Monday, 15 December 2014

Place Rivalries (Part One)

In the days before mechanised transport, when travel was difficult, the nearest rural communities often rubbed each other up the wrong way.  Part of this was economic competition, but the inbred suspicion of strangers, albeit strangers who lived just over the next hill or a few fields away seems to have been deep seated.  Most of the rivalries between small towns and villages have been long forgotten, so it is hard to judge now how jocular or serious these rivalries were generations ago.  The Rev W, Mason Inglis gives a light hearted example of friendly rivalry between the parish of Auchterhouse and its neighbour Tealing in An Angus Parish in the Eighteenth Century (1904).  When an Auchterhouse man suggested that it only took an S before is neighbour's parish name to turn it into something slanderous, his friend pointed out that SL before the name Auchterhouse would similarly transform it!
   One verse, attributed to the seer True Thomas hints at destruction due to several times and suggests he was more favourable to some places in Angus more than others:

                                  Bonny Montrose will be a moss;
                                  Dundee will be dung doun;
                                  Forfar will be Forfar still;
                                  And Brechin a braw burrows-toun [burgh town].

   Fishing communities in Angus maintained a healthy disdain for each other, obviously inspired by competition for catches.  When Broughty Ferry was still a fisher toun the people there took umbrage at their easterly neighbours in East and West Haven regularly raiding their mussel beds in Monifieth:

                                  East Ha'en stinkers
                                  and West Ha'en gull maws
                                  come and sweep our sand awa.

   Further up the coast, there is Fishtown of Usan, now a deserted ghost village.  The people there maintained a rivalry with their northerly neighbours in Ferryden, with Usan residents calling them assertive and grasping.  Ferryden folk in turn accused Usan villagers of being canny and dull witted.
   Bigger communities were no less petty in their attitudes.  Brechin was rarely on good terns with Montrose and was also an enemy of Forfar.  Montrose people were (perhaps scornfully) termed Gable Enders (or Endies) because many of their old houses were built side-on to the street.  Brechiners were derided as Creeshy Wyvers (Greasy Weavers) because of their staple hand loom industry.  When Brechin folk resorted to the country, local folk would rush out to gather in their washing from the line, with a warning cry to neighbours:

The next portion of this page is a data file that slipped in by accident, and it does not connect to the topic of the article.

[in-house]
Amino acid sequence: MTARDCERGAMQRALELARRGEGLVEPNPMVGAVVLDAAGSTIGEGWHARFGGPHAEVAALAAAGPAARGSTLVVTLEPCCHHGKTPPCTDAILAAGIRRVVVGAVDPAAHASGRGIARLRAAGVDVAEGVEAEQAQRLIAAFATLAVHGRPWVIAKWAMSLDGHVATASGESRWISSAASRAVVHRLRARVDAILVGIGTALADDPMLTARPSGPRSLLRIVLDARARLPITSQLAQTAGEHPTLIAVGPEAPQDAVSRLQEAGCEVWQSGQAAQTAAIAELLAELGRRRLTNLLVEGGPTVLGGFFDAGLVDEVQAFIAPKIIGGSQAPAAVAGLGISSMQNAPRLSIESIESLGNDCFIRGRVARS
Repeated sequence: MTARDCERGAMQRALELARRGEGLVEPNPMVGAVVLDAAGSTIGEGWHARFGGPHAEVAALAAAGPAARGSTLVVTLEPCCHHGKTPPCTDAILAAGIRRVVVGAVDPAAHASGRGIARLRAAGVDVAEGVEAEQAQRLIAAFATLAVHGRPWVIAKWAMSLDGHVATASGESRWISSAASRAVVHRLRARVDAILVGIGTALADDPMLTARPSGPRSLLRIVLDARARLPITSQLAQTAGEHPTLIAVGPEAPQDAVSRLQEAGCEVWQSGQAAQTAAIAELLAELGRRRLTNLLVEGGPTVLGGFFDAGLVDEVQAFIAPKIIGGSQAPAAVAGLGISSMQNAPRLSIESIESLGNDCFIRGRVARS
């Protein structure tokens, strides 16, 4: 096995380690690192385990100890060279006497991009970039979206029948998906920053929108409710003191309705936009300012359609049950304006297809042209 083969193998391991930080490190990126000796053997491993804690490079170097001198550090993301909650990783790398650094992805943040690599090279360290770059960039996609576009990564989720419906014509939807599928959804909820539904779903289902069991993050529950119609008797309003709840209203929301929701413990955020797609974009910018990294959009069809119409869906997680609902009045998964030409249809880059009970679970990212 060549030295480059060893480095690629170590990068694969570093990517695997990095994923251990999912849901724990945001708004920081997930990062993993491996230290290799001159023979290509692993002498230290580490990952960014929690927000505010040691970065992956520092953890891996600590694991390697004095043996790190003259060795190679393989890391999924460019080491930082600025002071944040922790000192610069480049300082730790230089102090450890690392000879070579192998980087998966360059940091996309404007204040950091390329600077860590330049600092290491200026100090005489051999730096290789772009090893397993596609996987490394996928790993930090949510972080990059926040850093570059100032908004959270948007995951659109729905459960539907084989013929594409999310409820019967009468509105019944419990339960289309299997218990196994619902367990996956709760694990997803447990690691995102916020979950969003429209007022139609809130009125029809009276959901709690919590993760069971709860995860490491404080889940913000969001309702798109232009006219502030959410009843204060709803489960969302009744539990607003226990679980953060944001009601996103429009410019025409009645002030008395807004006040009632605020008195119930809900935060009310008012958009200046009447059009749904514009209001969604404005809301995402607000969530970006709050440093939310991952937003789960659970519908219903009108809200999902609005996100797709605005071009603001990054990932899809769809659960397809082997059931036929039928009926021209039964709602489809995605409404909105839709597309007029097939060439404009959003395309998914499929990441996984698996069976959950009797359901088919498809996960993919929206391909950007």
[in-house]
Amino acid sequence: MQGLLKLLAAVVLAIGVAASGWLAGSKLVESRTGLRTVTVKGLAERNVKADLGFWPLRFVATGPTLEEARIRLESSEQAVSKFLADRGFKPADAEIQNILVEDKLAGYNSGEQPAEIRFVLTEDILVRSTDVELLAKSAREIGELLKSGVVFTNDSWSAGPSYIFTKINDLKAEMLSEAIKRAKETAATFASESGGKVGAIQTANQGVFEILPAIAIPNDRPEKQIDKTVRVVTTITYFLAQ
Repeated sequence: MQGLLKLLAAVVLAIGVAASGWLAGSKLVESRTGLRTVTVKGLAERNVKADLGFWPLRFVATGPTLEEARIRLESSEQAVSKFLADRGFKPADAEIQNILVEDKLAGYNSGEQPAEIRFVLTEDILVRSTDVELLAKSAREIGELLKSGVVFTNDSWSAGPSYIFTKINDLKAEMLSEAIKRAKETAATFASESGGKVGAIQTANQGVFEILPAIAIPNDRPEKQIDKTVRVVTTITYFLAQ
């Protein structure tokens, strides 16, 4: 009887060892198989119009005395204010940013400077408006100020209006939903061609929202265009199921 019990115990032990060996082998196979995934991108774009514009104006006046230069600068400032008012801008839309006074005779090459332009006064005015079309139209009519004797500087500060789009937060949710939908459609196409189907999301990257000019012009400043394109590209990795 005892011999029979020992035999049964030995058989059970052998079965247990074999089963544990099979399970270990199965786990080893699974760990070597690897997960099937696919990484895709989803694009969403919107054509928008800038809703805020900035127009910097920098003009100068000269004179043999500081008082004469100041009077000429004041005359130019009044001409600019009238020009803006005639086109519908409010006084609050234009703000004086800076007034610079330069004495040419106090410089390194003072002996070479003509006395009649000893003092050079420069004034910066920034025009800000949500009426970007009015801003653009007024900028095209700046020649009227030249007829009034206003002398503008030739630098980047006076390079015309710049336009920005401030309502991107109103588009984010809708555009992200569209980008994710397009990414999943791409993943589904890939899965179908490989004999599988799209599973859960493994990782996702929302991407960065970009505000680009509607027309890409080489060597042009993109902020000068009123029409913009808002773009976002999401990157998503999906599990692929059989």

Tak in yer sarks, guidwives, for here come the Brechiners!

   The implication that people from Brechin were prone to theft has never been satisfactorily proven.
   Enmity between Brechin and Montrose dates back at least to the thirteenth century when Montrose had a monopoly on local trade, so Brechiners had to travel to its market.  In 1396  Brechin set up its own market cross, but the Sheriff of Angus promptly knocked down this symbol of economic independence.
   Brechin got its own back on Montrose with a dig at the often foul smelling tidal basin:

                                 Here's the basin, there's Montrose,
                                 Shut yer e'en an haud yer nose.

   When some men from Brechin and Montrose met together once, one of the latter made a disparaging remark about Brechin.  A Brechiner angrily asked the man:  'Do you mean, sir, that there are nae honest men in Brechin?'
   The man replied:  'Weel, sir, I'll no be sayin that...but it's michty far atween their doors.'

   Whether or not this resulted in a pitched battle is not recorded.

                             
  
                                                                 Montrose Basin
  
                                 

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